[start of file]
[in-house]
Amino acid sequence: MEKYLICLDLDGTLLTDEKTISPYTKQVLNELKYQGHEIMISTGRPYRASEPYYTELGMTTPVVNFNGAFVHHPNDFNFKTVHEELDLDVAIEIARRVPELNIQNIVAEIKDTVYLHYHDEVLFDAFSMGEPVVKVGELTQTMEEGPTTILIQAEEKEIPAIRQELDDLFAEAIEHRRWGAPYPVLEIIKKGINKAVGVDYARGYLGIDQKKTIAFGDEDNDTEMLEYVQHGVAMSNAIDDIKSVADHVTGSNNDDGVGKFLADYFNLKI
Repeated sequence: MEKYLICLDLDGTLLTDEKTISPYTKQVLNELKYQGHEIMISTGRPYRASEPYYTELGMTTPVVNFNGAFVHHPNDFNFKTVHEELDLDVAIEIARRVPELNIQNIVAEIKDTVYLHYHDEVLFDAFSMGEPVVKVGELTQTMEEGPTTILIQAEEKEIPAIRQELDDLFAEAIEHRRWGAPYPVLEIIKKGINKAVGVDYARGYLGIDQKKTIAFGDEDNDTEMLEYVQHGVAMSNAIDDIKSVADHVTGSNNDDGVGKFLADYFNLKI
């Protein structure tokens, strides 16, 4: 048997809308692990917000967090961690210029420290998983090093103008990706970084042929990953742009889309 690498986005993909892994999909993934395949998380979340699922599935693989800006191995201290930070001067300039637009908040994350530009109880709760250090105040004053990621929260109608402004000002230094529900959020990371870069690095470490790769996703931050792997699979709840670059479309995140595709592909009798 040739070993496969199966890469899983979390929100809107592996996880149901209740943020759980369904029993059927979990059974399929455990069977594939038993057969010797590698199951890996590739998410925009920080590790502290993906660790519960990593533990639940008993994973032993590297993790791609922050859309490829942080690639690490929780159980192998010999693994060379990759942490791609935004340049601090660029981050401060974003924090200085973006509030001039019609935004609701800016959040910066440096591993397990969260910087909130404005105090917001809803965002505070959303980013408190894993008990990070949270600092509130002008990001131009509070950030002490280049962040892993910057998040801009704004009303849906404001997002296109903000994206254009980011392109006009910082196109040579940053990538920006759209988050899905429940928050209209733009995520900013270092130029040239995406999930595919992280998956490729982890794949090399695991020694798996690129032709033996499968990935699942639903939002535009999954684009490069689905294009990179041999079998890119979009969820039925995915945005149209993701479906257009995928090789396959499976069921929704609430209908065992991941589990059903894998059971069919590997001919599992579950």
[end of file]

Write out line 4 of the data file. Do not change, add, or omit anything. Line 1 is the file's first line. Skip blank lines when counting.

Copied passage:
């Protein structure tokens, strides 16, 4: 048997809308692990917000967090961690210029420290998983090093103008990706970084042929990953742009889309 690498986005993909892994999909993934395949998380979340699922599935693989800006191995201290930070001067300039637009908040994350530009109880709760250090105040004053990621929260109608402004000002230094529900959020990371870069690095470490790769996703931050792997699979709840670059479309995140595709592909009798 040739070993496969199966890469899983979390929100809107592996996880149901209740943020759980369904029993059927979990059974399929455990069977594939038993057969010797590698199951890996590739998410925009920080590790502290993906660790519960990593533990639940008993994973032993590297993790791609922050859309490829942080690639690490929780159980192998010999693994060379990759942490791609935004340049601090660029981050401060974003924090200085973006509030001039019609935004609701800016959040910066440096591993397990969260910087909130404005105090917001809803965002505070959303980013408190894993008990990070949270600092509130002008990001131009509070950030002490280049962040892993910057998040801009704004009303849906404001997002296109903000994206254009980011392109006009910082196109040579940053990538920006759209988050899905429940928050209209733009995520900013270092130029040239995406999930595919992280998956490729982890794949090399695991020694798996690129032709033996499968990935699942639903939002535009999954684009490069689905294009990179041999079998890119979009969820039925995915945005149209993701479906257009995928090789396959499976069921929704609430209908065992991941589990059903894998059971069919590997001919599992579950």